As an aside, I have never understood why dental and vision care has always been kept separate from "major medical" insurance policies. There are some policies which include them, but they're pretty rare and it's still treated as some sort of bonus or extra. Eyes and teeth are part of our body, aren't they? No one buys a standalone "Nose Policy" do they? Weird.

Community health centers presently serve 25 million patients at a cost of $516 per patient per year yet they have the structural capacity to serve 50 million (McClanahan, 2017). Other countries spend much less than the US on healthcare and possess better outcomes, which is partially a result of these countries’ intentional expansion of primary care access for all of their citizens. Spain, for example, introduced legislation in the 80’s to provide community health center access within a 15-minute radius of every person. The establishment of new centers that model primary care excellence in addition to increased funding and services can provide improved access for better health and better productivity of our workforce (Starfield et al., 2005).

In addition to increasing primary care infrastructure, our goals require us to entice more providers to pursue primary care. Alternative Value Based payment programs like those successfully employed by the CMS Primary Care Plus (CPC+) model provide greater financial support for staffing and physician salaries. With a CPC+ payment model, FFS payments are reduced in favor of global evaluation and management services payments thus making practices “incentive neutral” giving providers better flexibility to deliver unrushed care in a manner that meets the needs of the patient and provider ("CPC-plus," 2018). Under the new Medicare PPH plan, all payments would be uniform, streamlining the unnecessary difficulties associated with billing and precertification.

Performance based incentive payments (PBIP) can be used to reward and maintain quality and benchmark care needs. This will clearly improve patient as well as provider satisfaction and entice more physicians into primary care (Sessums, 2016). Current trends indicate that more primary care physicians are being forced into employment arrangements with large healthcare systems (Muchmore, 2018). Many private corporations and private equity firms continue to enter the field of primary care upon the realization that employee health is paramount to retention, productivity and profits (Kutscher, 2015). As long as we maintain value as the incentive for reimbursement, competition will drive the infrastructure needed to meet the needs of the larger patient pool. Since payments will be controlled solely by the PPH plan, all private or public-private PCMH enterprises can be required to conform to minimum standards of care, access, and staffing needed to provide comprehensive preventative and chronic disease management.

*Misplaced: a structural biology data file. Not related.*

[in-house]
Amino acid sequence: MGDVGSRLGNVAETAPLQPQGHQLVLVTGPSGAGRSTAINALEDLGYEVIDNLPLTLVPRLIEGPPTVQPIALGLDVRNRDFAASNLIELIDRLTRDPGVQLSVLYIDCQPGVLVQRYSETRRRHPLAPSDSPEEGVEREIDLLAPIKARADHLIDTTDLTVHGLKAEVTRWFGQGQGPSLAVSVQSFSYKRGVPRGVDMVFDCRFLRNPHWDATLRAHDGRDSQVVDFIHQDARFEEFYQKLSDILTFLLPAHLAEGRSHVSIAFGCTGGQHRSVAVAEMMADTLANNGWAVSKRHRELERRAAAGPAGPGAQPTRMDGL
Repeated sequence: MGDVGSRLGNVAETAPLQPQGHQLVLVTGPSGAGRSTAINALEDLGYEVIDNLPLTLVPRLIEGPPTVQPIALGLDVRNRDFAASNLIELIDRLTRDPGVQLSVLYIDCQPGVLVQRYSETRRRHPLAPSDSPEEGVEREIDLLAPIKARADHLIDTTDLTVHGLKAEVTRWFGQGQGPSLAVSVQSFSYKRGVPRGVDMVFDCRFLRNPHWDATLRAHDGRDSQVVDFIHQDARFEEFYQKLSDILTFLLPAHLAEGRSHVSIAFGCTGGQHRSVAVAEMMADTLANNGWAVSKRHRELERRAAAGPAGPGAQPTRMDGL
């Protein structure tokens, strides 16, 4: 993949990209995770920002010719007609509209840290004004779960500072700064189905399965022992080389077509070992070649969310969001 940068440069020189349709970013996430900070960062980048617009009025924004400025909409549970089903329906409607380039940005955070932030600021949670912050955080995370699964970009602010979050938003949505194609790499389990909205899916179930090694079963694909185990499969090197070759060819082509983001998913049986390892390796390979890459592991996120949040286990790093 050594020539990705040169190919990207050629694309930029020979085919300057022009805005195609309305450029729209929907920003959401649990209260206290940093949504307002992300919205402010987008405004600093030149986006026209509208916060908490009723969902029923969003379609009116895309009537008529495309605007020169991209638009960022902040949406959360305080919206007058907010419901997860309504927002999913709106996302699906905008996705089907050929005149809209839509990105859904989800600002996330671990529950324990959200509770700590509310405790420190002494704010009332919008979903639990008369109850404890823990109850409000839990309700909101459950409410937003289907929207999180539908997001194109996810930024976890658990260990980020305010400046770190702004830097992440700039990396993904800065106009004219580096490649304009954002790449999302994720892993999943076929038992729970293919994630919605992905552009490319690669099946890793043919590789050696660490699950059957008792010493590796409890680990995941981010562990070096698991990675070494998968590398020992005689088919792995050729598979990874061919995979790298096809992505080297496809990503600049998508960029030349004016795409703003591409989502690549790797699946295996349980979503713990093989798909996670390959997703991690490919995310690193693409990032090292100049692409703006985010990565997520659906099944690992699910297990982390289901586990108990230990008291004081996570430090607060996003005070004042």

We can also incorporate a PGY1 PCMH internship with payment and residency incentives inspired by prior AOA requirements for rotating internships, to involve and thus educate medical graduates in systems based, value-based, primary preventative care. Eventually, these medical homes will include general sub-specialties providing for an optimal learning experience for all.

Estimates show that it costs about $1000/person per year to provide the comprehensive primary care and chronic disease management in community health centers that we envision (McClanahan, 2017). PCMH transformation programs across the country have already shown savings of $26.37 lower per member per month in adult medical costs. Considering that the US spends over $10,000 per person/year on health care, the idea of providing comprehensive access is well within reach, especially since overall health costs diminish with increased value-based primary care access. These model strategies are associated with reduced hospital and emergency department utilization, reduced costs, higher preventative care measures, and screening rates for patients regardless of socioeconomic status (Patient-Centered Primary Care Collaborative,2017). The inclusion of mental health, addiction treatment and care will allow us to realistically address the ever-growing opioid epidemic we now face. As technology advances and more surgical procedures shift to the outpatient setting we would expect to see a concomitant increase in PPH costs. Similarly, as life expectancy increases there should be greater use of outpatient services such as with dialysis and chemotherapy. However, taking into account the significant expected increase in population health, preventative screenings and care we expect with our program such costs will actually decline. Utilizing Value Based incentives we envision hub and spoke surgical and medical subspecialty systems to emerge. There will be Value Based Centers of Excellence at the Hub and outreach local specialists competing for value, performance and quality rather than demographics.